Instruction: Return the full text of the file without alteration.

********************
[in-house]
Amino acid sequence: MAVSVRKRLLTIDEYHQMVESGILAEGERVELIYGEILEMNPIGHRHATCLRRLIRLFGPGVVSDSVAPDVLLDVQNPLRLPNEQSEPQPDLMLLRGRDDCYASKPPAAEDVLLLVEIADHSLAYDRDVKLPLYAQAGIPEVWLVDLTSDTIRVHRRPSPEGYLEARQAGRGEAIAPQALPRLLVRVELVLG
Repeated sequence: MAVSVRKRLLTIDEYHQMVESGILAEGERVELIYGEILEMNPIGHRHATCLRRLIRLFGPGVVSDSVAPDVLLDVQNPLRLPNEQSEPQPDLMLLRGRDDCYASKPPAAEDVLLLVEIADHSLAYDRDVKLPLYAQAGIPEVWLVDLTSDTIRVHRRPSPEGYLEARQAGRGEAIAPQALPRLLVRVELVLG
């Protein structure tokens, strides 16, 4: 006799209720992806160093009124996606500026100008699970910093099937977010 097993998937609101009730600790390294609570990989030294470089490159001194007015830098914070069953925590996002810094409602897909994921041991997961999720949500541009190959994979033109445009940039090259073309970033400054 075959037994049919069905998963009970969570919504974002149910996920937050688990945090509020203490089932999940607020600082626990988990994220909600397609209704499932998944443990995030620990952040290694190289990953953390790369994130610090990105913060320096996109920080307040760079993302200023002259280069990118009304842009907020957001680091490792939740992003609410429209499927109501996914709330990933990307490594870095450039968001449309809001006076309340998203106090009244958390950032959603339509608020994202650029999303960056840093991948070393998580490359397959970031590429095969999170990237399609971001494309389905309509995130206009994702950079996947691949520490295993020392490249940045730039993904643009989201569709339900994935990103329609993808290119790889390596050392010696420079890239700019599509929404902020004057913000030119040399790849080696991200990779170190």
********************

[in-house]
Amino acid sequence: MAVSVRKRLLTIDEYHQMVESGILAEGERVELIYGEILEMNPIGHRHATCLRRLIRLFGPGVVSDSVAPDVLLDVQNPLRLPNEQSEPQPDLMLLRGRDDCYASKPPAAEDVLLLVEIADHSLAYDRDVKLPLYAQAGIPEVWLVDLTSDTIRVHRRPSPEGYLEARQAGRGEAIAPQALPRLLVRVELVLG
Repeated sequence: MAVSVRKRLLTIDEYHQMVESGILAEGERVELIYGEILEMNPIGHRHATCLRRLIRLFGPGVVSDSVAPDVLLDVQNPLRLPNEQSEPQPDLMLLRGRDDCYASKPPAAEDVLLLVEIADHSLAYDRDVKLPLYAQAGIPEVWLVDLTSDTIRVHRRPSPEGYLEARQAGRGEAIAPQALPRLLVRVELVLG
């Protein structure tokens, strides 16, 4: 006799209720992806160093009124996606500026100008699970910093099937977010 097993998937609101009730600790390294609570990989030294470089490159001194007015830098914070069953925590996002810094409602897909994921041991997961999720949500541009190959994979033109445009940039090259073309970033400054 075959037994049919069905998963009970969570919504974002149910996920937050688990945090509020203490089932999940607020600082626990988990994220909600397609209704499932998944443990995030620990952040290694190289990953953390790369994130610090990105913060320096996109920080307040760079993302200023002259280069990118009304842009907020957001680091490792939740992003609410429209499927109501996914709330990933990307490594870095450039968001449309809001006076309340998203106090009244958390950032959603339509608020994202650029999303960056840093991948070393998580490359397959970031590429095969999170990237399609971001494309389905309509995130206009994702950079996947691949520490295993020392490249940045730039993904643009989201569709339900994935990103329609993808290119790889390596050392010696420079890239700019599509929404902020004057913000030119040399790849080696991200990779170190």